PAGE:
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The difference in tone with Scott Brooks in charge is felt already by the Wizards in a literal sense. There are no practices Wednesday or Thursday, after beating the Cleveland Cavaliers in a road exhibition on Tuesday night in Columbus, Ohio.

This is an about-face of what John Wall and Bradley Beal had become accustomed to under then-coach Randy Wittman, who would've called at least one practice before Friday's preseason finale at home against the Toronto Raptors (CSN, 7 ET). 

Brooks talked openly about his philosophy on resting players, reducing practice time and using more of the analytic tools to help manage them on non-game days. 

Wednesday was more of a treatment day for the Wizards, while they're completely off Thursday, though some players may opt to go to Verizon Center for individual work on their own. 

Brooks has carefully managed the minutes of his veterans, particularly Marcin Gortat, in the preseason. 

The Wizards were one of the NBA's most injured teams last season and stayed injured throughout a 41-41 finish that ended out of the postseason picture.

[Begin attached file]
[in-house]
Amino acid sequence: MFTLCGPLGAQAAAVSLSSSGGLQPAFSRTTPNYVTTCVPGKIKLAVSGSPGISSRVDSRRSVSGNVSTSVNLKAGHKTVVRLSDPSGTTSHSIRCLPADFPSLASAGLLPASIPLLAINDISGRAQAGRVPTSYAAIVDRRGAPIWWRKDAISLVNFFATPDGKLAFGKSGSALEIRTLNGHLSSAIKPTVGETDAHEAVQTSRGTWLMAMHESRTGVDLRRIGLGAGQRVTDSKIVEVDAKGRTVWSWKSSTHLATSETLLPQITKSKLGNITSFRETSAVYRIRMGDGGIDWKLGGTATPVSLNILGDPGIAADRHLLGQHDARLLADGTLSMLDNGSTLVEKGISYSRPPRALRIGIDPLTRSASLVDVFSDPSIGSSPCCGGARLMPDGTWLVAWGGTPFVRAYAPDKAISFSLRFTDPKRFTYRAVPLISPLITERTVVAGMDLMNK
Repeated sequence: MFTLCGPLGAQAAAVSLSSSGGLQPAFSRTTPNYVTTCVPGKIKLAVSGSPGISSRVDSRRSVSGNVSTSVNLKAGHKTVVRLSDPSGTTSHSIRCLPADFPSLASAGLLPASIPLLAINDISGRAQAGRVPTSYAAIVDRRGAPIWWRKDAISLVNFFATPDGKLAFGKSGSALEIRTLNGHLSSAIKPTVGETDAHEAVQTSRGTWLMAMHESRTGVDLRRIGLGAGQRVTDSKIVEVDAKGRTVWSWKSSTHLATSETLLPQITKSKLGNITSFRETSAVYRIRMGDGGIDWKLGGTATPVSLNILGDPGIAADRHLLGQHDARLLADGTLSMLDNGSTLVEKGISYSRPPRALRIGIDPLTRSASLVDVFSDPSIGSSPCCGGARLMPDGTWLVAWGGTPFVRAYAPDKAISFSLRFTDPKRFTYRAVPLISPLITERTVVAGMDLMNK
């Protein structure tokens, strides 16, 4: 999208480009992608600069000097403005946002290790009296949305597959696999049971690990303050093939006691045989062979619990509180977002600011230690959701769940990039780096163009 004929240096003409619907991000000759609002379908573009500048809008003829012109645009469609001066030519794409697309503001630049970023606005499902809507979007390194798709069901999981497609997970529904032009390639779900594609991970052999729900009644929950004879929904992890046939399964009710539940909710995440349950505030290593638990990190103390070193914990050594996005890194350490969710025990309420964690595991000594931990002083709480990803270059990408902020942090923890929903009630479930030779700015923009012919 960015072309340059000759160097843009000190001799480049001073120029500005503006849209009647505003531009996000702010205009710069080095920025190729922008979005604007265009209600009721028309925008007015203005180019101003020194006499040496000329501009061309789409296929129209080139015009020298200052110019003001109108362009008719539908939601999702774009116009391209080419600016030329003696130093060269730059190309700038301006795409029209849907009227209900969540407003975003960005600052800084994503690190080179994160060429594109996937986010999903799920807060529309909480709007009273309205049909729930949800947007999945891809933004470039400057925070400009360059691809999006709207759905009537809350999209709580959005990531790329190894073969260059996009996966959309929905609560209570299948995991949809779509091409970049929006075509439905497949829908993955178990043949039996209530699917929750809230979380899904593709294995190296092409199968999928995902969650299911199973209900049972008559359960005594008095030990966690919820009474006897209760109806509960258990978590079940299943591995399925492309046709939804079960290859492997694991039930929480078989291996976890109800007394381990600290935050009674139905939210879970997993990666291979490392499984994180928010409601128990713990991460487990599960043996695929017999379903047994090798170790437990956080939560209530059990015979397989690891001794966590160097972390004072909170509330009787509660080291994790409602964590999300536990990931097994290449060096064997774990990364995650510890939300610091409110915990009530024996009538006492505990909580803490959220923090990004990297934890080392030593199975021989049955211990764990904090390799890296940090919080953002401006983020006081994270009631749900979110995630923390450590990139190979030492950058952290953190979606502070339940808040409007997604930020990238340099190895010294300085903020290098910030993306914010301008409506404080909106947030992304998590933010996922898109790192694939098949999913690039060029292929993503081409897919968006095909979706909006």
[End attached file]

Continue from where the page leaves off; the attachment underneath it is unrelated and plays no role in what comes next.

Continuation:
They fired their head trainer early in the offseason and revamped the medical staff and philosophy, which is more in sync with Brooks' view on how to manage an 82-game season.


Wall is coming off May surgeries to both knees, and Beal is trying to avoid a stress reaction in his lower right leg for the fifth year in a row. Markieff Morris has had a sore left foot and missed two preseason games, and Ian Mahinmi is out because of left knee surgery. Otto Porter (ribs) and Jason Smith (oblique) haven't played in the last two exhibitions.

When president Ernie Grunfeld quickly determined that Brooks was the right man for the job, it had to do with more than Xs and Os. This is one example. 

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